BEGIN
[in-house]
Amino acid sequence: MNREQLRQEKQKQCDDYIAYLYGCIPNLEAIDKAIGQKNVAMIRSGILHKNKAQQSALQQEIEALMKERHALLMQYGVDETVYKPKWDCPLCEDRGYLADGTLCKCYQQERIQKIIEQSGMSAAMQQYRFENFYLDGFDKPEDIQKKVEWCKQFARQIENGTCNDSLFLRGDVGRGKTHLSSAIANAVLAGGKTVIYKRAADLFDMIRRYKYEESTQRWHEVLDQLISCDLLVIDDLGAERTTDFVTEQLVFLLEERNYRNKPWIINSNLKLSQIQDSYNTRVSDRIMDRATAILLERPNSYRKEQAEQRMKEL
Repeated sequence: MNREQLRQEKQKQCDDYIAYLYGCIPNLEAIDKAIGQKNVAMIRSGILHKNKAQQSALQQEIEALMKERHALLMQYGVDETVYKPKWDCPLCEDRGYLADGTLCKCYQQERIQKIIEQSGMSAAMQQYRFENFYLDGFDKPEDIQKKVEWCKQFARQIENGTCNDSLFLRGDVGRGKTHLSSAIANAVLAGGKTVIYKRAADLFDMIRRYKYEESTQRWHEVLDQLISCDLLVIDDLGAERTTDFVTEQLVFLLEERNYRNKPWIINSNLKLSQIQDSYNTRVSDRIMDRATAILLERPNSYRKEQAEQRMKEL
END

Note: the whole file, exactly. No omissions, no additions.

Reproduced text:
[in-house]
Amino acid sequence: MNREQLRQEKQKQCDDYIAYLYGCIPNLEAIDKAIGQKNVAMIRSGILHKNKAQQSALQQEIEALMKERHALLMQYGVDETVYKPKWDCPLCEDRGYLADGTLCKCYQQERIQKIIEQSGMSAAMQQYRFENFYLDGFDKPEDIQKKVEWCKQFARQIENGTCNDSLFLRGDVGRGKTHLSSAIANAVLAGGKTVIYKRAADLFDMIRRYKYEESTQRWHEVLDQLISCDLLVIDDLGAERTTDFVTEQLVFLLEERNYRNKPWIINSNLKLSQIQDSYNTRVSDRIMDRATAILLERPNSYRKEQAEQRMKEL
Repeated sequence: MNREQLRQEKQKQCDDYIAYLYGCIPNLEAIDKAIGQKNVAMIRSGILHKNKAQQSALQQEIEALMKERHALLMQYGVDETVYKPKWDCPLCEDRGYLADGTLCKCYQQERIQKIIEQSGMSAAMQQYRFENFYLDGFDKPEDIQKKVEWCKQFARQIENGTCNDSLFLRGDVGRGKTHLSSAIANAVLAGGKTVIYKRAADLFDMIRRYKYEESTQRWHEVLDQLISCDLLVIDDLGAERTTDFVTEQLVFLLEERNYRNKPWIINSNLKLSQIQDSYNTRVSDRIMDRATAILLERPNSYRKEQAEQRMKEL